# Why UndersmoothedUnfolding?¶

## Coverage as a function of regularization strength¶

`UndersmoothedUnfolding`

an extension for the unfolding
software TUnfoldV17.8 2 written by Stefan Schmitt.
TUnfold implements Tikhonov regularization for unfolding smeared data
from particle detectors. However, as demonstrated by Kuusela (2016) 1,
the resulting confidence intervals may seriously underestimate the true uncertainty
in the unfolded space, unless care is taken in the choice of the regularization
strength \(\tau\).

The plot above illustrates the empirical coverage at the peak bin (with highest \(y\)-value) for various values of the regularization strength in the two Gaussian peaks example described below. Coverage starts at the nominal level (68 %) when there is no regularization. However, as the regularization strength increases, coverage gradually decreases to zero.

The first vertical line indicates the average
regularization strength chosen by `UndersmoothedUnfolding::UndersmoothTau`

,
and the corresponding coverage is near the nominal level (68 %).
On the other hand, the second vertical line, corresponding to the average
regularization strength chosen by `TUnfold::ScanLcurve`

, shows serious undercoverage at around 20%.
This result shows that `TUnfold::ScanLcurve`

regularizes too strongly from the perspective
of uncertainty quantification, while `UndersmoothedUnfolding::UndersmoothTau`

has chosen
a regularization strength that results in better-calibrated uncertainties.

## Coverage demonstration I: Two Gaussian peaks¶

The first test case we consider has two Gaussian peaks on top of a uniform background, resembling situations where invariant mass peaks are observed on top of some background events. The observations are smeared with Gaussian noise, resulting in a Gaussian deconvolution problem.

The top two plots compare the performance of the unfolded confidence
intervals when \(\tau\) is chosen using
`TUnfold::ScanLcurve`

and the algorithm `UndersmoothedUnfolding::UndersmoothTau`

provided by this software. The tolerance \(\epsilon\) is set to 0.01, so the intervals from
`UndersmoothTau`

should have 67% coverage.
The bottom plots show one realization of the unfolded confidence intervals
for each method. The confidence intervals provided by `TUnfold::ScanLcurve`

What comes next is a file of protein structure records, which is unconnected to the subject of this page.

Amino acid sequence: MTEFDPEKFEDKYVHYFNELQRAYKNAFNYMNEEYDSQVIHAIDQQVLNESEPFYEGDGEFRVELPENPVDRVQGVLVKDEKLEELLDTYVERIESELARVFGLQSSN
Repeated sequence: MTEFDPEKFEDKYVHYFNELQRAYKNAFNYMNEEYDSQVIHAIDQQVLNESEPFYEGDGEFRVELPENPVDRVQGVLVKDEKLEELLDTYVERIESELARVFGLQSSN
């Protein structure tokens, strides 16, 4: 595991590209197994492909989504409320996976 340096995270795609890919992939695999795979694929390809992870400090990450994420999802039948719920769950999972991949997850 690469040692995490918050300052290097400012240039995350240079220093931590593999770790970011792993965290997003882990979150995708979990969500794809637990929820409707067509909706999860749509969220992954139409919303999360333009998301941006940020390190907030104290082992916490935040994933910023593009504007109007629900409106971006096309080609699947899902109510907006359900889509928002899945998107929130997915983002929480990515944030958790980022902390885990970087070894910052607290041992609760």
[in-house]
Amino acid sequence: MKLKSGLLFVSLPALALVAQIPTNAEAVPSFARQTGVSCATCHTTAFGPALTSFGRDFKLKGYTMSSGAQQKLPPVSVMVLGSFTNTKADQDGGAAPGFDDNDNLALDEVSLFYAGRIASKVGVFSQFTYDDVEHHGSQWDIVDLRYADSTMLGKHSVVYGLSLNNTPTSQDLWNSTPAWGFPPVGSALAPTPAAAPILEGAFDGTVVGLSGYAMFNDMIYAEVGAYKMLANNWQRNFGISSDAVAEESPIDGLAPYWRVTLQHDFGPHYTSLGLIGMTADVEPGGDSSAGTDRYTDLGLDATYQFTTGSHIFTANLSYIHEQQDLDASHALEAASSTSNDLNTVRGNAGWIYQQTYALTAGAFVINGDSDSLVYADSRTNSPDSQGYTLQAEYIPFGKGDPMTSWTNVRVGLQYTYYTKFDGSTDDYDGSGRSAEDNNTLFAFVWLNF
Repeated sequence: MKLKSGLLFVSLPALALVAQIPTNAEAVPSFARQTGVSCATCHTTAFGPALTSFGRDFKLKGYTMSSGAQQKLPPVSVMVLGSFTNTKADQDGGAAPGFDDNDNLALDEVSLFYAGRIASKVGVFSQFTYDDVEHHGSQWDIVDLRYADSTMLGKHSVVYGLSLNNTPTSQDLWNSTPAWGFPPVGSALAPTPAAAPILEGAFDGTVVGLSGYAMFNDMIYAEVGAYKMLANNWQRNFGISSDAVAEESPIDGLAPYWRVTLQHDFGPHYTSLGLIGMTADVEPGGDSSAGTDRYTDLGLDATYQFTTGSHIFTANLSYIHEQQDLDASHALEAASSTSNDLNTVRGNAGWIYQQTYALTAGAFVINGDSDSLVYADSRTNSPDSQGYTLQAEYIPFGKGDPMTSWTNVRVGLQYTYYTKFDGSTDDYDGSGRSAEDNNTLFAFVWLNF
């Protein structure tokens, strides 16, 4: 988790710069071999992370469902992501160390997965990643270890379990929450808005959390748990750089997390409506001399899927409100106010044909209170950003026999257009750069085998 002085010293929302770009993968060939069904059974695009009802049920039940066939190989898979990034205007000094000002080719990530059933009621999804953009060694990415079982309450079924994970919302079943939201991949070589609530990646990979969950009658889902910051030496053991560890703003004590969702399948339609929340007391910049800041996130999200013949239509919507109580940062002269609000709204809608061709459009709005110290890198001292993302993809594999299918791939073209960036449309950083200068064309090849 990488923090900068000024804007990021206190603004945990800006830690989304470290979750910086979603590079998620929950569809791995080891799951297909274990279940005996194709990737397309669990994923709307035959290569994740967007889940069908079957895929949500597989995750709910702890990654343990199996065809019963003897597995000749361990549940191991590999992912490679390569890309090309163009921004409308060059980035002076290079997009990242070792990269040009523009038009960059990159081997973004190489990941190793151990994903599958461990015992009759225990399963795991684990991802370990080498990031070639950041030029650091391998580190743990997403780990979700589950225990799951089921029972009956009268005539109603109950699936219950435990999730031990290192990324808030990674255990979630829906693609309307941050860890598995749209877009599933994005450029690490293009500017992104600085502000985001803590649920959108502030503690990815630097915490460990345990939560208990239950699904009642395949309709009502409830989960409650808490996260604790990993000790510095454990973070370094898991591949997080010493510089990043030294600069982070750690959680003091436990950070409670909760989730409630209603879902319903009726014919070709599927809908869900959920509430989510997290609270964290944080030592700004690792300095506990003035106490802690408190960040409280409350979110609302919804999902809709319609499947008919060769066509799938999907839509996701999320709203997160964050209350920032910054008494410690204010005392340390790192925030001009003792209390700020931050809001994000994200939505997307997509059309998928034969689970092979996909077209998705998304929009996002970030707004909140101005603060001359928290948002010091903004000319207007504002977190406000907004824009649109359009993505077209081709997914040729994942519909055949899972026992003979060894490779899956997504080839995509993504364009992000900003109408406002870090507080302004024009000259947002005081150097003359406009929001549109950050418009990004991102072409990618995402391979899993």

are too
short and suffer from drastic undercoverage, while the intervals provided
by `UndersmoothedUnfolding::UndersmoothTau`

have nearly nominal coverage without being excessively long.

## Coverage demonstration II: Steeply falling spectrum¶

The second test case we consider has a steeply falling particle spectrum, and we use the inclusive jet transverse momentum spectrum 3 as an example. Observing a jet, a collimated stream of energetic particles, in an LHC particle detector implies the creation of a quark or a gluon, and analyzing the properties of these jets is an important test of the Standard Model of particle physics. In this example, the smearing kernel is Gaussian with a variance that changes along the \(x\)-axis. See Kuusela (2016) 1 for a more detailed description of the experiment setup.

Again, we see that the confidence intervals provided by `TUnfold::ScanLcurve`

suffer from drastic undercoverage especially on the left side of the spectrum, while the intervals provided
by `UndersmoothedUnfolding::UndersmoothTau`

have nearly nominal coverage.

- 1(1,2)
Kuusela, “Uncertainty quantification in unfolding elementary particle spectra at the Large Hadron Collider”, PhD thesis, EPFL (2016)

- 2
Schmitt, “TUnfold, an algorithm for correcting migration effects in high energy physics”, Journal of Instrumentation

**7**(2012)

- 3
CMS Collaboration, “Measurement of the Inclusive Jet Cross Section in \(pp\) Collisions at \(\sqrt{s} = 7\) TeV”, Physical Review D

**107**(2011)